Connect with us


10 Questions About How Oklahoma State Athletes Will Earn Money in the Future

Spencer Sanders Passing Academy? It could happen.



If you’ve been keeping up over the last few weeks, you’ve no doubt noticed that the NCAA stealthily (?) has been moving toward allowing players to make money off their name, image and likeness (NIL, for short). This is something that’s been a long time coming — and was always going to happen in some form — but also might be a mess when it gets here.

As I’ve read and thought about the floodgates opening on NIL, I’ve formulated 10 questions I have about how it’s going to go and what that means for schools like Oklahoma State and the student-athletes who attend.

Let’s jump in.

1. What’s the cost for athletic departments? At a time during this pandemic where budgets are getting a little tighter than folks would like, this question is worth asking. As far as I understand it, student-athletes will reap all the benefits and schools will front all the financial costs of having to make sure everything operates smoothly.

Once NIL rules go into effect, athletic departments will be under pressure to go all in with opportunities for their athletes or risk watching recruits go elsewhere. The delivery platforms will need to provide transaction management technology that meets NCAA standards for oversight amid concerns about abuses, sham deals and play-for-pay schemes. [AP]

Additionally, student-athletes will have to report all income on this stuff to their athletic departments, which creates a whole other set of headaches. I’m not saying I’m not for it, I’m only saying the unintended cost here might be higher than anyone originally thought.

2. How do you determine fair market value? This might be the murkiest of all the questions. First, check this out from the Associated Press.

Athletes would be allowed to enter into agreements with individuals deemed to be school boosters, the person said. The NCAA would create a mechanism to evaluate potential deals for fair market value and spot possible corruption. An athlete could compromise their eligibility for failing to disclose details of a financial agreement or relationship, the person said. [AP]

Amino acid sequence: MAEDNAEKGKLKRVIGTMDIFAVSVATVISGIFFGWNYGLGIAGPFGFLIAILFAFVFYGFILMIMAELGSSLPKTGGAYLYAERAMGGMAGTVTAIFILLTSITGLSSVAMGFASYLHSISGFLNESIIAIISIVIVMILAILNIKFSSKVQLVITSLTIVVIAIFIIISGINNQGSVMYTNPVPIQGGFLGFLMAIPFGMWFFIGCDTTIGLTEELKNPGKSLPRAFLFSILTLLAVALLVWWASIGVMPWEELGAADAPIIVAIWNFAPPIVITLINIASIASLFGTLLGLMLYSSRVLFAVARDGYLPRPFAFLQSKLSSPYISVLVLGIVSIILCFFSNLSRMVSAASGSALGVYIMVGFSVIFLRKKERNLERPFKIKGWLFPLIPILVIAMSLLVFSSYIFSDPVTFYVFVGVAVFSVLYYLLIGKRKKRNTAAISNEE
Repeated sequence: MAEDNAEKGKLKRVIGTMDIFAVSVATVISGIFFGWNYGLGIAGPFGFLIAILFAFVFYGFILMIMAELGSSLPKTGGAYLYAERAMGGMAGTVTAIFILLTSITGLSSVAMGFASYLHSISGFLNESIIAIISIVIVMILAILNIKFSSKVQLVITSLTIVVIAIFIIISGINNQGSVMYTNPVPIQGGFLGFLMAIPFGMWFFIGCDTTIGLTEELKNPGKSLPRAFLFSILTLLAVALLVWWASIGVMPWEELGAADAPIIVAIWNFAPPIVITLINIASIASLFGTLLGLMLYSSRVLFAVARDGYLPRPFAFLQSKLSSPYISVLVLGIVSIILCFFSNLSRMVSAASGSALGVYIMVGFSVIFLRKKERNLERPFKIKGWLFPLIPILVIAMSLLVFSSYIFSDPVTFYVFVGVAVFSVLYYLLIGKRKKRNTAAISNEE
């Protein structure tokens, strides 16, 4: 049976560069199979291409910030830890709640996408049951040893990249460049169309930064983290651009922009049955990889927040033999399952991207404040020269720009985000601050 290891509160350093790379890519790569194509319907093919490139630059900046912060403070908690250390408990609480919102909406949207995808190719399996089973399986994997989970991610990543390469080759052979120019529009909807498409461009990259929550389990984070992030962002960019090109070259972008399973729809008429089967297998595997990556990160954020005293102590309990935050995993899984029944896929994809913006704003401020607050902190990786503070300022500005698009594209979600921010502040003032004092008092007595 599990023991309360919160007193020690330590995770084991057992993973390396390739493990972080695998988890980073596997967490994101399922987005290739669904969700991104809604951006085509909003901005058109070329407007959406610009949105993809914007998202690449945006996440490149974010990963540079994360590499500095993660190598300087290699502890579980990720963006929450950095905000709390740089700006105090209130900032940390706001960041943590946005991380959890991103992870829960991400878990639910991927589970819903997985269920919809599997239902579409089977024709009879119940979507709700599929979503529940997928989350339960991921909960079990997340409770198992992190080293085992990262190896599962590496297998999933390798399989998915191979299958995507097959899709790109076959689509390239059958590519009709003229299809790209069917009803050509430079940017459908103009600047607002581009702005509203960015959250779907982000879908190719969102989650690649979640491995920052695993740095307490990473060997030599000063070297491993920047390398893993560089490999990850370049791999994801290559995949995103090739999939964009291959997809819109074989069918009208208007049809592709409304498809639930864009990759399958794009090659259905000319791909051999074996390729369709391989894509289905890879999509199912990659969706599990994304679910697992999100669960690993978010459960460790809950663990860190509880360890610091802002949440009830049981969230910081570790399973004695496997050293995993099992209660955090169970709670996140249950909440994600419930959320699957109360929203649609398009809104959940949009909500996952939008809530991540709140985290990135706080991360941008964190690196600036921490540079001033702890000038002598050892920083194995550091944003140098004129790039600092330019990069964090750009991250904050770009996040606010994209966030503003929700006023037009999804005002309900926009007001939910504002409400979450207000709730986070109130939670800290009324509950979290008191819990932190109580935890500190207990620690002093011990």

That seems like … an absolute nightmare! Determining fair market value in tiny geographic segments across 130 FBS schools (and many more in college basketball) that vary in size, power and sustainability. ???

3. How do you keep wink-wink recruiting deals from happening? See above. What’s to keep a local donut shop owner in Tallahassee (or wherever) from making a wink-wink deal with the No. 1 defensive lineman in the country so that, when he gets to campus in the fall, he enters into an agreement where he gets $20,000 a year to promote donuts. Maybe I’m naive to think stuff like this doesn’t already happen but 1. This could be shady, even within the rules (!) and 2. I think this really hurts a place like OSU, which I do believe does things above board (and if not then their recruiting results sure don’t reflect it!).

4. The rich are going to get richer, right? How about this scenario.

The recommendations also call for allowing athletes to sign autographs for money, sell their memorabilia, and be paid for personal appearances and working as an instructor in their sport. “Trevor Lawrence could have his own passing academy,” the person said, referring to the Clemson quarterback. [AP]

Come here, play for an ACC title, get a great degree, get into four College Football Playoffs, become a top-20 NFL Draft pick … and oh yeah our last five quarterbacks have conducted camps in which they’ve netted $100,000 a summer. Whoo buddy. Great for the kids, not for the equitableness of the sport.

5. Or maybe not? I think this is a stretch, but it’s at least worth considering.

The arguments sound strikingly familiar to what people said about free agency in professional sports in decades past: that it would wreck the competitive balance. In reality, it did the opposite. It produced more parity and less of a system where dynasties dominated and most teams were left without a shred of hope. [The Nation]

I do think you could get a Minnesota or Kentucky or Kansas State that becomes known for being really good at streamlining some of this stuff, which becomes appealing to recruits in the same way facilities or assistant coaches or the food setup does. But because there’s no ceiling on earning potential like there is in some pro sports (i.e. salary caps), I’m not totally sure this example holds up.